Within ten years of the end of ‘the war to end all wars’ official committees were meeting in secret to prepare for the next one. The assumption was that fighting on battlefields would be replaced by aerial combat, that London would be the enemy bombers’ target, and that it would be defenceless, for, as Prime Minister Baldwin asserted, 'the bomber will always get through’. By the late 1930s the general public shared this apocalyptic pessimism, having seen newsreels showing the full horror of air raids in Manchuria, Abyssinia, and Guernica. Bertrand Russell was not alone in believing that 'London will become one vast raving bedlam, the hospitals will be stormed, traffic will cease, the homeless will shriek for peace, the city will be a pandemonium’.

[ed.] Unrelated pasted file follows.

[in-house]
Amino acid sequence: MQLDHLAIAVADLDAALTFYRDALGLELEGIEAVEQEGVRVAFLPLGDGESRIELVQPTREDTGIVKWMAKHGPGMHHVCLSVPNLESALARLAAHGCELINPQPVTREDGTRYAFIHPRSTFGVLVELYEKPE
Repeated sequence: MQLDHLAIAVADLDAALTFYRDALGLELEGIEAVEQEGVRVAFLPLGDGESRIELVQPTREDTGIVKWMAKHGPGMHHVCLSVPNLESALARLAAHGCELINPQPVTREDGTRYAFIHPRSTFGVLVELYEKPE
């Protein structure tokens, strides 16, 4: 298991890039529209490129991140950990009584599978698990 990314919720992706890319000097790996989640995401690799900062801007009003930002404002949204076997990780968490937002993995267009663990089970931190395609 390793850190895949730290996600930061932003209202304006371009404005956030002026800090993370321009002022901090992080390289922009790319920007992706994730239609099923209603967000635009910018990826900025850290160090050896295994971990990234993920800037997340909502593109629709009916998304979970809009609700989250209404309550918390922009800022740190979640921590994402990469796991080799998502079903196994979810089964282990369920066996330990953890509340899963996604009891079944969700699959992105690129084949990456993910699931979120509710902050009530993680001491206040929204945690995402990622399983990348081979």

As we know, the forecast proved wrong. The air raids of the Second World War were directed at provincial cities as well as London, the Battle of Britain pilots stopped many bombers getting through, and in the nine-month-long 'first' Blitz that started in September 1940, the total number of civilians